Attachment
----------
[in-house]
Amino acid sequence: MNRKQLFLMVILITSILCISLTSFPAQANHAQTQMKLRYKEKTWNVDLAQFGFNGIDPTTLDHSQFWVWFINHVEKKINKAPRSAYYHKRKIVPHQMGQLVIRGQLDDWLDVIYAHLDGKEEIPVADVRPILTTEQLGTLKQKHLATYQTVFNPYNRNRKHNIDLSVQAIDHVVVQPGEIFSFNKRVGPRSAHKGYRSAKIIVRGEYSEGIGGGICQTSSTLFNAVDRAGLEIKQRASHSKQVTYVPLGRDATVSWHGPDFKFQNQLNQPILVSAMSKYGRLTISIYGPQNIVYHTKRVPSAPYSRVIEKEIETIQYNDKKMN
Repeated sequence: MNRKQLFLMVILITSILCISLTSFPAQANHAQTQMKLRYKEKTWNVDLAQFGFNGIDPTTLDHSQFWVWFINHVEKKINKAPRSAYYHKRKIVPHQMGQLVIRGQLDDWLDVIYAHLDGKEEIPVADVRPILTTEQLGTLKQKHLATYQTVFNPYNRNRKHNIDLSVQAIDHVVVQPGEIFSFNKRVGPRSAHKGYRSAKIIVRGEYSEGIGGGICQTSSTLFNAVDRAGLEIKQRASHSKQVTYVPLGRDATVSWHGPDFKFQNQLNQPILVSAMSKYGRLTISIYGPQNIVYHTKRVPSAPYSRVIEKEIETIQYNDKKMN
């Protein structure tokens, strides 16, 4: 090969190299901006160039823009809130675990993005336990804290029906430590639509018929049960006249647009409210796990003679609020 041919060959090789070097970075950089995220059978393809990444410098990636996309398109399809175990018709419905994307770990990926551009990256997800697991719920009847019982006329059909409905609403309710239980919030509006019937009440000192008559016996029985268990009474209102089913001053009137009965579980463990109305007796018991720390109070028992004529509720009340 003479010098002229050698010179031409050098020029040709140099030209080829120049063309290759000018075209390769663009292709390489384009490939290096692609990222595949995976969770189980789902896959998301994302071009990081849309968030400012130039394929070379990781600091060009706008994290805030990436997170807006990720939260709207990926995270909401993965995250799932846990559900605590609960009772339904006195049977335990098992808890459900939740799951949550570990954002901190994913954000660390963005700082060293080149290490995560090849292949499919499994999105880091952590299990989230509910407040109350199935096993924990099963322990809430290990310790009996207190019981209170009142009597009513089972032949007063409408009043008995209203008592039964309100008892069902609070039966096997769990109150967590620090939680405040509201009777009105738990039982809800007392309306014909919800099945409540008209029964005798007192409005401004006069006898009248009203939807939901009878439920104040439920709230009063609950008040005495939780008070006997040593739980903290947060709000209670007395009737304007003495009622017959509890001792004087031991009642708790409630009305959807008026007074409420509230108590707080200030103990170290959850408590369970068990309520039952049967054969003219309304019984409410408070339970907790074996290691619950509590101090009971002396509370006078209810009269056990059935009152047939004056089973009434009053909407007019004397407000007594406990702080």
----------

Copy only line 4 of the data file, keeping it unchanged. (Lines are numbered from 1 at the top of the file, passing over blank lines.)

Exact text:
């Protein structure tokens, strides 16, 4: 090969190299901006160039823009809130675990993005336990804290029906430590639509018929049960006249647009409210796990003679609020 041919060959090789070097970075950089995220059978393809990444410098990636996309398109399809175990018709419905994307770990990926551009990256997800697991719920009847019982006329059909409905609403309710239980919030509006019937009440000192008559016996029985268990009474209102089913001053009137009965579980463990109305007796018991720390109070028992004529509720009340 003479010098002229050698010179031409050098020029040709140099030209080829120049063309290759000018075209390769663009292709390489384009490939290096692609990222595949995976969770189980789902896959998301994302071009990081849309968030400012130039394929070379990781600091060009706008994290805030990436997170807006990720939260709207990926995270909401993965995250799932846990559900605590609960009772339904006195049977335990098992808890459900939740799951949550570990954002901190994913954000660390963005700082060293080149290490995560090849292949499919499994999105880091952590299990989230509910407040109350199935096993924990099963322990809430290990310790009996207190019981209170009142009597009513089972032949007063409408009043008995209203008592039964309100008892069902609070039966096997769990109150967590620090939680405040509201009777009105738990039982809800007392309306014909919800099945409540008209029964005798007192409005401004006069006898009248009203939807939901009878439920104040439920709230009063609950008040005495939780008070006997040593739980903290947060709000209670007395009737304007003495009622017959509890001792004087031991009642708790409630009305959807008026007074409420509230108590707080200030103990170290959850408590369970068990309520039952049967054969003219309304019984409410408070339970907790074996290691619950509590101090009971002396509370006078209810009269056990059935009152047939004056089973009434009053909407007019004397407000007594406990702080």